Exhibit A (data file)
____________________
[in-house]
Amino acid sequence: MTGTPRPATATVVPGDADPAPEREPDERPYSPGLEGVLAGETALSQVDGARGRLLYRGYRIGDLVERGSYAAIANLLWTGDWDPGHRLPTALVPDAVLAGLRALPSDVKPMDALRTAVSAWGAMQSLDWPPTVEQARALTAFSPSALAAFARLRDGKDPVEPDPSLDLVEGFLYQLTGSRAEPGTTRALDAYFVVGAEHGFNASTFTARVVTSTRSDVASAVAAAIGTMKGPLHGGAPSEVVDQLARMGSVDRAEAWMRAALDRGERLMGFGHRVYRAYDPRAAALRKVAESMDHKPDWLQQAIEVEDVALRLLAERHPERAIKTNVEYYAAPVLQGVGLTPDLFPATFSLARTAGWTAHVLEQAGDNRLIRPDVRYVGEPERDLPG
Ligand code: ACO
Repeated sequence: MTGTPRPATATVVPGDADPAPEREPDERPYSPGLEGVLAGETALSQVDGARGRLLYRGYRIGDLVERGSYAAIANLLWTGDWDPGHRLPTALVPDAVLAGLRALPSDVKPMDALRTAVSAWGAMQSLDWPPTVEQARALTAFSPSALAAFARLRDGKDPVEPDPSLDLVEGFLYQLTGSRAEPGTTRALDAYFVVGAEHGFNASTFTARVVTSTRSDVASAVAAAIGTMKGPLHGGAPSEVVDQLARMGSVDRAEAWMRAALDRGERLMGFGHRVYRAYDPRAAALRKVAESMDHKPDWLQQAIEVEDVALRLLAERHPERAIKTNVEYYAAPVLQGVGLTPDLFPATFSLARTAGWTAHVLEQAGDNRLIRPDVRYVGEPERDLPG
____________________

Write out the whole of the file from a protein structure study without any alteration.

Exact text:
[in-house]
Amino acid sequence: MTGTPRPATATVVPGDADPAPEREPDERPYSPGLEGVLAGETALSQVDGARGRLLYRGYRIGDLVERGSYAAIANLLWTGDWDPGHRLPTALVPDAVLAGLRALPSDVKPMDALRTAVSAWGAMQSLDWPPTVEQARALTAFSPSALAAFARLRDGKDPVEPDPSLDLVEGFLYQLTGSRAEPGTTRALDAYFVVGAEHGFNASTFTARVVTSTRSDVASAVAAAIGTMKGPLHGGAPSEVVDQLARMGSVDRAEAWMRAALDRGERLMGFGHRVYRAYDPRAAALRKVAESMDHKPDWLQQAIEVEDVALRLLAERHPERAIKTNVEYYAAPVLQGVGLTPDLFPATFSLARTAGWTAHVLEQAGDNRLIRPDVRYVGEPERDLPG
Ligand code: ACO
Repeated sequence: MTGTPRPATATVVPGDADPAPEREPDERPYSPGLEGVLAGETALSQVDGARGRLLYRGYRIGDLVERGSYAAIANLLWTGDWDPGHRLPTALVPDAVLAGLRALPSDVKPMDALRTAVSAWGAMQSLDWPPTVEQARALTAFSPSALAAFARLRDGKDPVEPDPSLDLVEGFLYQLTGSRAEPGTTRALDAYFVVGAEHGFNASTFTARVVTSTRSDVASAVAAAIGTMKGPLHGGAPSEVVDQLARMGSVDRAEAWMRAALDRGERLMGFGHRVYRAYDPRAAALRKVAESMDHKPDWLQQAIEVEDVALRLLAERHPERAIKTNVEYYAAPVLQGVGLTPDLFPATFSLARTAGWTAHVLEQAGDNRLIRPDVRYVGEPERDLPG